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The other mysteriously missing vessel this week: a North Korean-flagged oil tanker

Reuters/Esam Omran Al-Fetori
A Libyan pirate lair?
By Steve LeVine
al-SidraPublished Last updated This article is more than 2 years old.

Malaysia Airlines flight 370 is not the only craft to have vanished this week. A North Korean-flagged oil tanker, the Morning Glory, hasn’t been seen since illicitly loading up with some $25 million of crude at a Libyan port, earlier this week, then sailing away while under attack by armed sailors.

The Morning Glory had taken on 234,000 barrels of Libyan crude at the eastern port of Es Sidr, which is held by Libyan rebels. The Libyan navy tried to seize it and escort it to a government-held port on March 10, but it escaped while under escort, even though the navy fired on it. It was thought to be heading toward—or even eventually anchored in—Egyptian waters, although that isn’t known with certainty. Here is a photo taken of the tanker in Es Sidr on March 8, while officials were figuring out how to react.

Reuters/Esam Omran Al-Fetori
Should we do a runner?

According to the ship-tracking website Vessel Finder, the Morning Glory hasn’t signaled its location since the escape—in fact, it last officially transmitted its location March 1. On March 13, the ship became wholly illegal—a fugitive—when North Korea revoked its registration.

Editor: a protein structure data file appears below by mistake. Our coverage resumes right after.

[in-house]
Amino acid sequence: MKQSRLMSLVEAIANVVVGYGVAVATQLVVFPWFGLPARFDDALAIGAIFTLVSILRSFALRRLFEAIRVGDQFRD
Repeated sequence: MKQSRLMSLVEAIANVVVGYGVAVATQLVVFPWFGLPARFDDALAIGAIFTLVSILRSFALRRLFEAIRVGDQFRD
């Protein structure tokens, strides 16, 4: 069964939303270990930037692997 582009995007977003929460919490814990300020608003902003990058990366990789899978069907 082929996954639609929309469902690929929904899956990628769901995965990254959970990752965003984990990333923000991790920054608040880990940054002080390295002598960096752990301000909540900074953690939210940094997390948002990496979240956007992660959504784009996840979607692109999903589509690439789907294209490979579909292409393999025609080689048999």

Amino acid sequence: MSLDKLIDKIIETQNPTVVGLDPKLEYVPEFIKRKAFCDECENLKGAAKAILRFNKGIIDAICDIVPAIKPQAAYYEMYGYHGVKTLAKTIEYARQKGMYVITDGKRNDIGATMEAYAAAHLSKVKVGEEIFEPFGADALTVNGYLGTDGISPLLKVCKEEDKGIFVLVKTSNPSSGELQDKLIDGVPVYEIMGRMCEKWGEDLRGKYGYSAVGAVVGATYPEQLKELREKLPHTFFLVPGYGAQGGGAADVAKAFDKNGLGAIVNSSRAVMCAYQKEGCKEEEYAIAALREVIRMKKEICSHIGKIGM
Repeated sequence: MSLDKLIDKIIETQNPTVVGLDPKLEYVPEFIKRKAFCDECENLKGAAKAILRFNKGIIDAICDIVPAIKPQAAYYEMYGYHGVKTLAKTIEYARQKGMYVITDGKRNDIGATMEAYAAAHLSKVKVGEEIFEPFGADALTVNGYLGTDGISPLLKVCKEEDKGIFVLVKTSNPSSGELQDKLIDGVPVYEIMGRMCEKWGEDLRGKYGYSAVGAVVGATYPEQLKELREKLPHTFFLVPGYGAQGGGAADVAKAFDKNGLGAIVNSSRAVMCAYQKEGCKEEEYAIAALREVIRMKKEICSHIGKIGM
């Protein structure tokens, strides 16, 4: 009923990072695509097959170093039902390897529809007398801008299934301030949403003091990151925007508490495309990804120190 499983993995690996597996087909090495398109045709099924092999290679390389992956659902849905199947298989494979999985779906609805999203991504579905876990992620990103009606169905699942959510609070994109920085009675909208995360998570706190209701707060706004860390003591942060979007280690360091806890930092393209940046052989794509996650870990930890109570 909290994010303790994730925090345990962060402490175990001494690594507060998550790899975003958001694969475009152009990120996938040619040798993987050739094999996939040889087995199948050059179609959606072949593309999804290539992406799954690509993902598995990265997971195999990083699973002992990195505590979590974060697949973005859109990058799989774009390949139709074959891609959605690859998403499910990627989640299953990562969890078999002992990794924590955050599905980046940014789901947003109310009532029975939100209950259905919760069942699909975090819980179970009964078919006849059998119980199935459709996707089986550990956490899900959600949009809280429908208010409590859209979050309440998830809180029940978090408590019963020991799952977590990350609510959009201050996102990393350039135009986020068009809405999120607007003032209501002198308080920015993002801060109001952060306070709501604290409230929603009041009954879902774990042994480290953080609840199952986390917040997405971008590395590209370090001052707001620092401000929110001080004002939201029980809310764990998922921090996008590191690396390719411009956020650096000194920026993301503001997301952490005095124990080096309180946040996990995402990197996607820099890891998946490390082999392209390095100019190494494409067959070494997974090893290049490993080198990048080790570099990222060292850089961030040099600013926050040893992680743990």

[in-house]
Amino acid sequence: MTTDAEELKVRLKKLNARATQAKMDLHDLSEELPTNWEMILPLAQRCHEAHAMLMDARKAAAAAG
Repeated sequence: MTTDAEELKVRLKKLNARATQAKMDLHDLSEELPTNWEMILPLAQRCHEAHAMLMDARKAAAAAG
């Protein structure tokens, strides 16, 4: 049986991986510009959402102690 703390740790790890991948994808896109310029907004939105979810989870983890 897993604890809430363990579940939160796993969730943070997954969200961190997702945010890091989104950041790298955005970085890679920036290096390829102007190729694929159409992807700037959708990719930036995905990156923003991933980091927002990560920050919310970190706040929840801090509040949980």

Es Sidr is controlled by a militia that says it is seeking autonomy from Tripoli, and meanwhile has refused for eight months to ship any oil on behalf of the central government. It has, however, wished to sell oil on its own, something it had not managed until now, since recognized shippers do not ordinarily work with rebel forces when the penalty could be lawsuits and black-listing over the long term. Tripoli’s standoff with its eastern regions had already cost Libya $8 billion by the end of 2013, according to its oil ministry.

Antics like those of the Morning Glory are almost unheard-of: Oil tankers, being flammable, are not known to get willingly into situations where they are fired on. Nor are they prone to going on the run, lending the scene the picture of a pirate cove.

Indeed, oil minister Omar Shakmak called the loading an “act of piracy,” and on March 11, an exasperated parliament fired prime minister Ali Zeidan and elevated defense minister Abdullah al-Thinni to the post on an interim basis.

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